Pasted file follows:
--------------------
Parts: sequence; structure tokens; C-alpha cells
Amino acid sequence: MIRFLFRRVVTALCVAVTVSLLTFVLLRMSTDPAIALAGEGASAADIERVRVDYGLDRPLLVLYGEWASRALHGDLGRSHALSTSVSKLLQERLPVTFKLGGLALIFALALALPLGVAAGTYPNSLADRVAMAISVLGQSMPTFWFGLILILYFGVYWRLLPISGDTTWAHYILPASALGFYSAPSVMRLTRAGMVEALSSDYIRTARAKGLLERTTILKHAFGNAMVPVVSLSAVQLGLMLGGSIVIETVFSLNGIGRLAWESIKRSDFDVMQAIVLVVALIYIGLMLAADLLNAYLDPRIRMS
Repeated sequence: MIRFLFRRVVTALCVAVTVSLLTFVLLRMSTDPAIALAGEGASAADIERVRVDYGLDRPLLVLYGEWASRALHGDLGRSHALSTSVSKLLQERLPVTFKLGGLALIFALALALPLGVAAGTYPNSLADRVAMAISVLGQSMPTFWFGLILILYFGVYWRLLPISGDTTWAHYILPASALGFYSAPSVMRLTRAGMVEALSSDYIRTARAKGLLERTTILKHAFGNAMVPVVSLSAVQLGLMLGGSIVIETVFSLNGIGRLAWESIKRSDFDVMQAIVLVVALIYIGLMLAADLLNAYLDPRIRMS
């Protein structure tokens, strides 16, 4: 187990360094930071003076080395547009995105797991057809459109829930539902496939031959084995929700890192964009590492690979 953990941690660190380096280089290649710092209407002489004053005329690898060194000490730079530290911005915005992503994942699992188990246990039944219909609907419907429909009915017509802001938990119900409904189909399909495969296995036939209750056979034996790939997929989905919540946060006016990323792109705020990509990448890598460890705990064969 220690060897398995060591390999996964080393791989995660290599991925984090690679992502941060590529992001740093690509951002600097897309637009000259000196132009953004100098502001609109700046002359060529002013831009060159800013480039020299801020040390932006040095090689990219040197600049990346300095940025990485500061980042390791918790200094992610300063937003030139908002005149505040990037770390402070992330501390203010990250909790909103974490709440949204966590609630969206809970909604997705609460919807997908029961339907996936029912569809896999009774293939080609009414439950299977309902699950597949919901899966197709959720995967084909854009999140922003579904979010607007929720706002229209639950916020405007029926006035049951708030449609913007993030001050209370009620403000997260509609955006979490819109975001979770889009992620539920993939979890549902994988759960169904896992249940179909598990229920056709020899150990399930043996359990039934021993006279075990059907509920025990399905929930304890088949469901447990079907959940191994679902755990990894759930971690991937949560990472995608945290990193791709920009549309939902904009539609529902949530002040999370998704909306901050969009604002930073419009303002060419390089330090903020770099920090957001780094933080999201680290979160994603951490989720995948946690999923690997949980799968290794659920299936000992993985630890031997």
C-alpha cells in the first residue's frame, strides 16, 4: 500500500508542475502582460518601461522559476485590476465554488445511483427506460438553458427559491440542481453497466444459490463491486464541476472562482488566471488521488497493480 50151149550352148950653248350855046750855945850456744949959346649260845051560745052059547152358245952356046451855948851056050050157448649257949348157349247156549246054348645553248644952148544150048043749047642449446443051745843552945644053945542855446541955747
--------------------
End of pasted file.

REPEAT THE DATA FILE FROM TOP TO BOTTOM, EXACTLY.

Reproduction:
Parts: sequence; structure tokens; C-alpha cells
Amino acid sequence: MIRFLFRRVVTALCVAVTVSLLTFVLLRMSTDPAIALAGEGASAADIERVRVDYGLDRPLLVLYGEWASRALHGDLGRSHALSTSVSKLLQERLPVTFKLGGLALIFALALALPLGVAAGTYPNSLADRVAMAISVLGQSMPTFWFGLILILYFGVYWRLLPISGDTTWAHYILPASALGFYSAPSVMRLTRAGMVEALSSDYIRTARAKGLLERTTILKHAFGNAMVPVVSLSAVQLGLMLGGSIVIETVFSLNGIGRLAWESIKRSDFDVMQAIVLVVALIYIGLMLAADLLNAYLDPRIRMS
Repeated sequence: MIRFLFRRVVTALCVAVTVSLLTFVLLRMSTDPAIALAGEGASAADIERVRVDYGLDRPLLVLYGEWASRALHGDLGRSHALSTSVSKLLQERLPVTFKLGGLALIFALALALPLGVAAGTYPNSLADRVAMAISVLGQSMPTFWFGLILILYFGVYWRLLPISGDTTWAHYILPASALGFYSAPSVMRLTRAGMVEALSSDYIRTARAKGLLERTTILKHAFGNAMVPVVSLSAVQLGLMLGGSIVIETVFSLNGIGRLAWESIKRSDFDVMQAIVLVVALIYIGLMLAADLLNAYLDPRIRMS
């Protein structure tokens, strides 16, 4: 187990360094930071003076080395547009995105797991057809459109829930539902496939031959084995929700890192964009590492690979 953990941690660190380096280089290649710092209407002489004053005329690898060194000490730079530290911005915005992503994942699992188990246990039944219909609907419907429909009915017509802001938990119900409904189909399909495969296995036939209750056979034996790939997929989905919540946060006016990323792109705020990509990448890598460890705990064969 220690060897398995060591390999996964080393791989995660290599991925984090690679992502941060590529992001740093690509951002600097897309637009000259000196132009953004100098502001609109700046002359060529002013831009060159800013480039020299801020040390932006040095090689990219040197600049990346300095940025990485500061980042390791918790200094992610300063937003030139908002005149505040990037770390402070992330501390203010990250909790909103974490709440949204966590609630969206809970909604997705609460919807997908029961339907996936029912569809896999009774293939080609009414439950299977309902699950597949919901899966197709959720995967084909854009999140922003579904979010607007929720706002229209639950916020405007029926006035049951708030449609913007993030001050209370009620403000997260509609955006979490819109975001979770889009992620539920993939979890549902994988759960169904896992249940179909598990229920056709020899150990399930043996359990039934021993006279075990059907509920025990399905929930304890088949469901447990079907959940191994679902755990990894759930971690991937949560990472995608945290990193791709920009549309939902904009539609529902949530002040999370998704909306901050969009604002930073419009303002060419390089330090903020770099920090957001780094933080999201680290979160994603951490989720995948946690999923690997949980799968290794659920299936000992993985630890031997």
C-alpha cells in the first residue's frame, strides 16, 4: 500500500508542475502582460518601461522559476485590476465554488445511483427506460438553458427559491440542481453497466444459490463491486464541476472562482488566471488521488497493480 50151149550352148950653248350855046750855945850456744949959346649260845051560745052059547152358245952356046451855948851056050050157448649257949348157349247156549246054348645553248644952148544150048043749047642449446443051745843552945644053945542855446541955747